Yeah, I think I said, those things, I'm not positive. (laughs) I believe them all. So actually, the reason I ended up here at BLAC, I saw two of their interns from last year participate in a panel. Interns on a panel at Small Agency Week, AdAge's conference. So I was, you know, sitting at my desk in Connecticut looking at the lineup and I saw BLAC and I was like "I think the spells black. I'm not sure what this is," but I tuned in because I was a Black Studies major, I like black stuff, I've worked in cultural equity for over a decade. And so I tuned in and two BLAC interns, at the time, were speaking about their experience during the first year of the program. And what I heard them say, like, truly moved me, gave me the chills, essentially like a physical reaction. I heard them talk about how they were taught by BLAC that they shouldn't feel any pressure to assimilate or code switch or change who they authentically were, felt most comfortable being showing up in a professional environment, right, in the advertising world. And that's so spoke to me because I still believe that but I don't think I'd ever heard it articulated in such a way - brave, bold, confident, young people at the time, I was truly impressed with them. To go back to those quotes, I don't think it's possible for any of us to navigate the world, and I mean, like, everything, without the lens of our identity and our lived experiences, right? So I definitely see everything that I look at through the lens of somebody who identifies as a black woman. With that said, my experiences certainly are not universal for all black women, right? I'm American, I benefit from the ridiculous structures of colorism, even textureism, right? I'm educated, like my experiences are different. But I will always be informed by my experiences as a child. The way that I look at the world will forever be informed by what I've been through, and how I identify, I believe, so, good and bad. I think it's absurd to expect that that can be turned off when one shows up to their desk or in their office.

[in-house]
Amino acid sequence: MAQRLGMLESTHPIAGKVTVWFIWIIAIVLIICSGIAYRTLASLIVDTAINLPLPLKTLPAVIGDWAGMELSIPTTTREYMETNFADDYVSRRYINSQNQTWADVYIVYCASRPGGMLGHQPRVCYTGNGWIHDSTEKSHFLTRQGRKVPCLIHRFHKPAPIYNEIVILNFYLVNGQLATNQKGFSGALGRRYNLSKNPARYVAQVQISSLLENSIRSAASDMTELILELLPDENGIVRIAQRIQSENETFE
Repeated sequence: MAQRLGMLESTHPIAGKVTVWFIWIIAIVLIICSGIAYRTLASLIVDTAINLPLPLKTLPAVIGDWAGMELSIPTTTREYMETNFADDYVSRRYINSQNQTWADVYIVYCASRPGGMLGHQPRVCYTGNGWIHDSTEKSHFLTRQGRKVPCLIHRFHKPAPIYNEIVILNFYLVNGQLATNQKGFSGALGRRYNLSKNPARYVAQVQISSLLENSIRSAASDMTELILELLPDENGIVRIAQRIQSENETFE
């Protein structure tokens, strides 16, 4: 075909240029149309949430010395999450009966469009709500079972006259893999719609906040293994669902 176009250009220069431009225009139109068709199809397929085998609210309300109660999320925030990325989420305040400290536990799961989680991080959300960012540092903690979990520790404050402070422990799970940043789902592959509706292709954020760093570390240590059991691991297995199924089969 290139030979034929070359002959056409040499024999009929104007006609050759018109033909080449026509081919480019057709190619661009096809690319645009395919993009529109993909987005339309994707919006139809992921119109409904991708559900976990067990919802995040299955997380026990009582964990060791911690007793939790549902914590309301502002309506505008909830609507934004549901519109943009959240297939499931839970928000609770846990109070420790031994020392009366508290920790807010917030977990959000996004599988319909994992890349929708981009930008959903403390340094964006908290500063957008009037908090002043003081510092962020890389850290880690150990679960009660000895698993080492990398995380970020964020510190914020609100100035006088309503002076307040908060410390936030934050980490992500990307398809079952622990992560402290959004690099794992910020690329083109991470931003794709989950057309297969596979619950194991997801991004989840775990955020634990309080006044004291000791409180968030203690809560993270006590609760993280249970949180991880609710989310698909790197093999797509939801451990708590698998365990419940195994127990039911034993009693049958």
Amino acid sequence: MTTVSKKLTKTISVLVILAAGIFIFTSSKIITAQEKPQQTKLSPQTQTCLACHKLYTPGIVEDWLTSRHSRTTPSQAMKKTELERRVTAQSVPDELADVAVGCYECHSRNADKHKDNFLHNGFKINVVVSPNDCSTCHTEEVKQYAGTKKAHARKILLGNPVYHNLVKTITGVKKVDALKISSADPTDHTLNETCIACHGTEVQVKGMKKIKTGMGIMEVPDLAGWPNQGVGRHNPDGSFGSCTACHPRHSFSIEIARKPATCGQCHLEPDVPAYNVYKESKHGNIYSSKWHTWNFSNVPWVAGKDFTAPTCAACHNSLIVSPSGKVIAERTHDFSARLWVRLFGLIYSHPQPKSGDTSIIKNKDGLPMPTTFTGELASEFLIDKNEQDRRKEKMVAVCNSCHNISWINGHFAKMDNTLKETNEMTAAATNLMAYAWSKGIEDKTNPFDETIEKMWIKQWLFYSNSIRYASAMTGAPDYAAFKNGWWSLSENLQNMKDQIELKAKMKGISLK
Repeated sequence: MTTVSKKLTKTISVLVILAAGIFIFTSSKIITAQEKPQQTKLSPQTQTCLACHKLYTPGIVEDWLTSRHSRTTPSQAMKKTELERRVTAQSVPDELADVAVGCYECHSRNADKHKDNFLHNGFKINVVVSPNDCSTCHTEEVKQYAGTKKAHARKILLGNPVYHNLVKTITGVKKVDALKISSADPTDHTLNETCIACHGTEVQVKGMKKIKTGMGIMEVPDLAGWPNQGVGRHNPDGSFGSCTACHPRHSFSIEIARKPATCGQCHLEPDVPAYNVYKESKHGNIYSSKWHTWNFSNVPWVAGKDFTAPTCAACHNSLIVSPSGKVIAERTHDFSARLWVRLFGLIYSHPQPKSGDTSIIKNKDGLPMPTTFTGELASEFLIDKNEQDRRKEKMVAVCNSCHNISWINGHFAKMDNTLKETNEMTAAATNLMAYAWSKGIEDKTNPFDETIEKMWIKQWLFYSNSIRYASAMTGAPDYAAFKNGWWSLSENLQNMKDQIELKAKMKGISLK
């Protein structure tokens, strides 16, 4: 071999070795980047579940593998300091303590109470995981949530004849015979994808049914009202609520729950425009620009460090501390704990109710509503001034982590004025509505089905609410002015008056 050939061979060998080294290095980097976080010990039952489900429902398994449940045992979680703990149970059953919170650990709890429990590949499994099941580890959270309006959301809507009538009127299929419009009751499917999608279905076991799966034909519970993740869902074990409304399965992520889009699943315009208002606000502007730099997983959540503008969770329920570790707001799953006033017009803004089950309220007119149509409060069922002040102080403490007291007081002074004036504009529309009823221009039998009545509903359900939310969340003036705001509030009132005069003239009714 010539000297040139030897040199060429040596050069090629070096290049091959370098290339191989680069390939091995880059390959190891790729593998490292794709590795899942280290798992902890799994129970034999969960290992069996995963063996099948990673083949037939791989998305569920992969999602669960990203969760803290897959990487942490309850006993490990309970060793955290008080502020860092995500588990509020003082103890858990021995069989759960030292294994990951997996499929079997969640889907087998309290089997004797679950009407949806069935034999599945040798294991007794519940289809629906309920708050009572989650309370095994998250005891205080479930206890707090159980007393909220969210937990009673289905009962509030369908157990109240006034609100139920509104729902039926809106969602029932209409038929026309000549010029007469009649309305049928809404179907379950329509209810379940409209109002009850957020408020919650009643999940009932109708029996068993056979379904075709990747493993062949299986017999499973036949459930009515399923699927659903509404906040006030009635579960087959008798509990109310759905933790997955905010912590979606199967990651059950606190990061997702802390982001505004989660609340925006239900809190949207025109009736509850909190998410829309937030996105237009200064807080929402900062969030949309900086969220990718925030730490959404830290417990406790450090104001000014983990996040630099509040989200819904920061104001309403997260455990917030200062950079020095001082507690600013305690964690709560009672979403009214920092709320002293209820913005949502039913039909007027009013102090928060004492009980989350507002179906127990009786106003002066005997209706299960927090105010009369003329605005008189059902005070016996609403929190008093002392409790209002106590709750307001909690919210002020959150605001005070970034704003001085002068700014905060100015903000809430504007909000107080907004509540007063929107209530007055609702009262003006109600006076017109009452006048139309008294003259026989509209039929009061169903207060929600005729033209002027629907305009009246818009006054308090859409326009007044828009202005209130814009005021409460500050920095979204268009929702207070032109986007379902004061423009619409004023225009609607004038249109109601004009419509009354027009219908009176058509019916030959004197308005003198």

Yeah, no that makes sense. And I wanna ask you another one, too, not your words, this was a quote from someone else, but I think I have a feeling that maybe it impacted you or meant something to you, but I think it means something to a lot of people. And you talk with a lot of folks, too. I'm curious about your thoughts on this quote, "I think it's really beneficial for all of us not to feel like we have to swallow offenses or micro aggressions that are made towards us." Right? That's a very real thing. When you talk to other folks, or even through your own personal experience, what does that make you think about and feel? And have you gone through moments like that with microaggressions?
Nicolet Gatewood 16:54
Sure, I think everybody does, right? Whether you're a woman, especially if you are, let's say, a member of the, even the word majority doesn't make any sense anymore, and is a microaggression, but if you're a member of the non dominant or empowered, like culture, I think we all encounter these things on a daily basis. I think there comes a moment in all of our lives when we decide that we can no longer swallow them. However, what we then, kind of, encounter is the internal weighing of "Do I say something now? Is it worth it? What might it cost me if I speak up against this now?" I personally think a lot of us also understand that when you call something out - so, micro or macro aggression, right - when you call somebody out on their behavior, you are initially met with resistance. And I do think that that is normal. I think all of us need to unlearn that, myself included. Especially for those of us who have good intentions, we misstep. And things change, you know, all of the time. And always for the better, generally speaking in terms of representation, equity, identity, but we all have to be open to constantly learning, receiving feedback if we've made this transgression, if that makes sense. And I do think that workplaces should be safe environments to call those things out, especially if employers are trying to build psychologically safe environments for people of color, for LGBTQ+ people, for gender diverse people, for people with disabilities, etc.